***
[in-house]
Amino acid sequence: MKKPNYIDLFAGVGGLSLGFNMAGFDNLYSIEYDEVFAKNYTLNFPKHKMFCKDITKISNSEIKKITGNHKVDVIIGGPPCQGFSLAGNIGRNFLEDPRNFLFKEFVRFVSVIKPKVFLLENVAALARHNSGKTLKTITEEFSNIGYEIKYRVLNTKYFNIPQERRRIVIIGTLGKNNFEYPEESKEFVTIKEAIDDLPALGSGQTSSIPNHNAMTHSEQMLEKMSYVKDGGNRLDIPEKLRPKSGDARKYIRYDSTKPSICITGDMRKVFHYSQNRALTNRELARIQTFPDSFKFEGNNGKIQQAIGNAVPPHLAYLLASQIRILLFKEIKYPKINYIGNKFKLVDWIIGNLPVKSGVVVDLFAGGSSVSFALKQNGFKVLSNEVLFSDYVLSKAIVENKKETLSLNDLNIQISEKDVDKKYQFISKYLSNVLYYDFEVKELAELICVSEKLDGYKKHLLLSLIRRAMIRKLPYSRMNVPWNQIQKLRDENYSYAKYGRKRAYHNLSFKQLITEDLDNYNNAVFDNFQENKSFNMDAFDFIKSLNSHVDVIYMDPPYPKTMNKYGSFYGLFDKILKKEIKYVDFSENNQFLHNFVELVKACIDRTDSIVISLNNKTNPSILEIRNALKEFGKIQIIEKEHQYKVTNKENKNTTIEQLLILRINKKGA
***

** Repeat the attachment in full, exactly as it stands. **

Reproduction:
[in-house]
Amino acid sequence: MKKPNYIDLFAGVGGLSLGFNMAGFDNLYSIEYDEVFAKNYTLNFPKHKMFCKDITKISNSEIKKITGNHKVDVIIGGPPCQGFSLAGNIGRNFLEDPRNFLFKEFVRFVSVIKPKVFLLENVAALARHNSGKTLKTITEEFSNIGYEIKYRVLNTKYFNIPQERRRIVIIGTLGKNNFEYPEESKEFVTIKEAIDDLPALGSGQTSSIPNHNAMTHSEQMLEKMSYVKDGGNRLDIPEKLRPKSGDARKYIRYDSTKPSICITGDMRKVFHYSQNRALTNRELARIQTFPDSFKFEGNNGKIQQAIGNAVPPHLAYLLASQIRILLFKEIKYPKINYIGNKFKLVDWIIGNLPVKSGVVVDLFAGGSSVSFALKQNGFKVLSNEVLFSDYVLSKAIVENKKETLSLNDLNIQISEKDVDKKYQFISKYLSNVLYYDFEVKELAELICVSEKLDGYKKHLLLSLIRRAMIRKLPYSRMNVPWNQIQKLRDENYSYAKYGRKRAYHNLSFKQLITEDLDNYNNAVFDNFQENKSFNMDAFDFIKSLNSHVDVIYMDPPYPKTMNKYGSFYGLFDKILKKEIKYVDFSENNQFLHNFVELVKACIDRTDSIVISLNNKTNPSILEIRNALKEFGKIQIIEKEHQYKVTNKENKNTTIEQLLILRINKKGA